Anorexia And Bulimia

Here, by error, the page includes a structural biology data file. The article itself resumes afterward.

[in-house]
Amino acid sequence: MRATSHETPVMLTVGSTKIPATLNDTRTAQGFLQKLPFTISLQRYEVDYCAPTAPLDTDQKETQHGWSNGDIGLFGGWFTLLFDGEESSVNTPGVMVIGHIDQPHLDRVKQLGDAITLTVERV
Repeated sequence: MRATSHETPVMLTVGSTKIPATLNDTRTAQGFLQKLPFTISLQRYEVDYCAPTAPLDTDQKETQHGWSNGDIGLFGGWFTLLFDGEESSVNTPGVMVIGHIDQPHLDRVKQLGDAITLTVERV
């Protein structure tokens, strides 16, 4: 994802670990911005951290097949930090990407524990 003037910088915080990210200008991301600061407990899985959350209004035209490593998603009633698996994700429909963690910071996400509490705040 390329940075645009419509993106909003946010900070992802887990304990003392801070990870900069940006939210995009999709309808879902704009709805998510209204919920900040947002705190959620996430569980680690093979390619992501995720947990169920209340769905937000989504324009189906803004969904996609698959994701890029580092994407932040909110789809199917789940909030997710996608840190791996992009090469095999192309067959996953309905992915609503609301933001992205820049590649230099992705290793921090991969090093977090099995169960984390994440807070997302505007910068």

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Both Anorexia and Bulimia have the same core cause, which is low self-esteem. With today’s society putting so much “importance” on what is believed to be the “perfect” body and weight, people with eating disorders see themselves as imperfect. However, that is not the only underlying cause. (Costin 2007) Depression and abuse of all types are also common factors that contribute to the eating disorders of Anorexia and Bulimia. It is important to note that depression and abuse are not always a factor but that it is common in many cases. In both diseases, their main focus is on food, although there are different results. (Bruch 1992) The result of Anorexia and Bulimia on a person’s health is very similar, but the steps leading up to the conditions are not. With Anorexia, a person consciously does not eat in order to achieve what they perceive as the “perfect” body. When they look in the mirror, they do not see how lean and skeletal they appear, rather, they see themselves as needing to lose “just a few more pounds.” With Bulimia, a person consumes large quantities of food to numb their feelings. (Rumney 2009) However, shame and guilt creep in and start the urge to purge. They purge by means of vomiting, excessive exercising, and the use of laxatives or diuretics. Anorexia becomes readily visible once a person drops way below a normal weight. (Carolyn 2007) Yet, with Bulimics, they could appear to have a normal body weight or even appear slightly overweight. Unless you caught them in the act of binging or purging, you would most likely never guess there were any problems. (Gillard 2010) Medical issues are yet another area where Anorexia and Bulimia differ. For instance, with the constant binging and purging, Bulimics can suffer from decaying teeth and even stomach and esophagus problems, all tracing back to the regurgitation of stomach acids. (Bruch 1992) There are, as
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